Water Service Shutoffs


Water service is an essential service like electricity and gas. These essential services are called "utilities." At times, people may find it difficult to pay the bills for these services. There are some rules that apply if you are unable to pay those bills for water service.

Who makes the rules about water service?
It depends on who provides the service. The State of Iowa regulates water service from private companies serving 2,000 or more people. Rules are set by the Iowa Utilities Board. For smaller private companies, Utilities Board rules don't apply.

In Iowa, most people get water from the city where they live. The State of Iowa does not regulate how cities provide water. Cities do have to follow some rules, though. This will be explained later.

What if I get my water from a private company?

If your water comes from a private company serving 2,000 or more people, Iowa law gives you some important protections. As of 2020, there is only one state-regulated private water utility in Iowa: Iowa American Water Company. Iowa American Water has about 66,000 customers in eight eastern Iowa communities (56,000 customers in the Scott County-Quad Cities area towns of Bettendorf, Davenport, Blue Grass, Dixon, LeClaire, Riverdale, and Panorama Park, and an additional 10,000 customers in Clinton).


Iowa law also establishes rights and responsibilities of both customers and utility providers, including: The utility may charge a deposit, but not be more than three months' estimated water use.

The utility must attempt to resolve your complaints promptly and courteously. If they don't, you may ask the Iowa Utilities Board (“IUB,” a Division of the Iowa Department of Commerce) for help. The utility must tell you in writing that you may ask the IUB for help.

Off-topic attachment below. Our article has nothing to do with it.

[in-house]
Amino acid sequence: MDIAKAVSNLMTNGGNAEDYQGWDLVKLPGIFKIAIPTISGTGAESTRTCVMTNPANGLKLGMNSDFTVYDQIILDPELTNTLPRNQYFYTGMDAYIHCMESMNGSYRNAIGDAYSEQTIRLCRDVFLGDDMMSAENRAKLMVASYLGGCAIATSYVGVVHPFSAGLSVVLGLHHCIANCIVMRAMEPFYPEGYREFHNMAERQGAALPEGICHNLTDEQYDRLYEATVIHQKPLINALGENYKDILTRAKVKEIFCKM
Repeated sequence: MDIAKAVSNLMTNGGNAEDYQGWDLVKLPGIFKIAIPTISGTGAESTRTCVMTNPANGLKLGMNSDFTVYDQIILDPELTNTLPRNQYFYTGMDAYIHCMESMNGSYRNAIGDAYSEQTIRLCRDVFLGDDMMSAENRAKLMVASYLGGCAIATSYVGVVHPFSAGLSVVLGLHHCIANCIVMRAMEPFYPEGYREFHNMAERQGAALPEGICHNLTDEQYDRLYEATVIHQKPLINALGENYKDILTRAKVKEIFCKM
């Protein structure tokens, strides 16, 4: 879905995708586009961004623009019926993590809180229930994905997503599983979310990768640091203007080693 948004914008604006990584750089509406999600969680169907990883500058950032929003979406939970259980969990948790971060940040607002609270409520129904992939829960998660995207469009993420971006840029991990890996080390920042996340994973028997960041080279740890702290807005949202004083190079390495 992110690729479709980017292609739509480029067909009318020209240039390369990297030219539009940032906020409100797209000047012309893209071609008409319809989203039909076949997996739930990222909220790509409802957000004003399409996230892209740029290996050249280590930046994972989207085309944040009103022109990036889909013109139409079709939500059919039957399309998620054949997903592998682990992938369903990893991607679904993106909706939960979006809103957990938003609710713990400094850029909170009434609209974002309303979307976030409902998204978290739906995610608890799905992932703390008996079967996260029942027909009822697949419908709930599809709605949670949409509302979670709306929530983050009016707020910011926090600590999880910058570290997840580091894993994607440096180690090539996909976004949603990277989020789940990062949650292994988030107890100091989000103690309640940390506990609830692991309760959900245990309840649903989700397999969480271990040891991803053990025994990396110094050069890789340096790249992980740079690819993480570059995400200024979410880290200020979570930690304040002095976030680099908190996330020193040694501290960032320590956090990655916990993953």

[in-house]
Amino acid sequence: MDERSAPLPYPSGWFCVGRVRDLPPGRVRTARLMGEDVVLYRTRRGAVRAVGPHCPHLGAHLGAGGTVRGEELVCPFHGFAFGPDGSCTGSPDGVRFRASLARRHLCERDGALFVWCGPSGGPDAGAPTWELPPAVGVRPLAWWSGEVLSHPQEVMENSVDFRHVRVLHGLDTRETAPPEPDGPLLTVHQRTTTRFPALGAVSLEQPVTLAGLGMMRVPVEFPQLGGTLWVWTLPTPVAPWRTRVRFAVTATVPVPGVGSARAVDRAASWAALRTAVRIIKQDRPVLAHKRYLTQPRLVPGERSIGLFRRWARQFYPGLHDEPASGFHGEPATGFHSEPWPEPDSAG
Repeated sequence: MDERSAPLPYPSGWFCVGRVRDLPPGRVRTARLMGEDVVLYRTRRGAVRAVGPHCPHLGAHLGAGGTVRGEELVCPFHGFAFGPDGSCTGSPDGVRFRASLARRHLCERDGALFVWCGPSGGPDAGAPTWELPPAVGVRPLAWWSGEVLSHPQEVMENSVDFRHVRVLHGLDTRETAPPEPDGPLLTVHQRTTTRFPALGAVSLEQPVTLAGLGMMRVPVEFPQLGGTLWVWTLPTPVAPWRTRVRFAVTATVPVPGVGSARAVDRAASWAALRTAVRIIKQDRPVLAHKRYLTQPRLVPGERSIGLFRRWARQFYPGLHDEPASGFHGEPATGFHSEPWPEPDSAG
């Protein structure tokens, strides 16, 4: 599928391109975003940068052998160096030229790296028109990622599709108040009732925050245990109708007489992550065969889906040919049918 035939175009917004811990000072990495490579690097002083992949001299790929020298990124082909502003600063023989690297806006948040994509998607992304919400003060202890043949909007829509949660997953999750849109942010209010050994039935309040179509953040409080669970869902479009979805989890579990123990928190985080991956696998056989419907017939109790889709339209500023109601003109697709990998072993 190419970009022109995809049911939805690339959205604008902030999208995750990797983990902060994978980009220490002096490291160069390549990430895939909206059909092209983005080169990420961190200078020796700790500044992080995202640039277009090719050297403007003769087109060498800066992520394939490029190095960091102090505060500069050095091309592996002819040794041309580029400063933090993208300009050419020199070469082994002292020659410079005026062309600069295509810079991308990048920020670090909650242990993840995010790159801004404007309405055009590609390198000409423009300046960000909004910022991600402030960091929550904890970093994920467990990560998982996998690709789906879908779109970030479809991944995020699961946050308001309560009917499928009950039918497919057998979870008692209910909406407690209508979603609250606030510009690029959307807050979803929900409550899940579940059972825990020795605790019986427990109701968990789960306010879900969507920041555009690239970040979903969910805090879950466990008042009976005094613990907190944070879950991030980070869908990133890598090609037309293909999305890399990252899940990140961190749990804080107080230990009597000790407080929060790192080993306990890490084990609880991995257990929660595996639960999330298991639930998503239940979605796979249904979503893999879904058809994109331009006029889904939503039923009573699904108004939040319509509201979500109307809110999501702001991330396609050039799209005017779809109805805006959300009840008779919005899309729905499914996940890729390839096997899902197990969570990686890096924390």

The utility may disconnect your water service if you don't pay your bill, including amounts owed to a separate wastewater (sewer) treatment provider. However, they must try to collect the money you owe before they shut off your water. They must also give you a written notice of your rights and responsibilities to avoid shut off, with at least 12 days’ notice (not counting Sundays and legal holidays) before they shut off your water. If you dispute that amount of money you owe, they must wait 45 days before disconnecting your water while the dispute is resolved. However, they can make you pay the amount that is not in dispute. If you file a complaint with the IUB, the utility could have to extend this waiting period another 60 days if the IUB requests it.

The utility may not refuse service to you because:

  • Someone who lived in your home before you owes them money (in most cases);
  • You did not pay the bill for some other customer of theirs that you promised to pay;
  • You did not pay your bill for some other kind of utility service (like electricity or gas);
  • You owe a debt for previous water service that is 10 or more years old.

If you think your water meter isn't working properly, the utility must test it if you ask them to. They only have to do this every 18 months, however.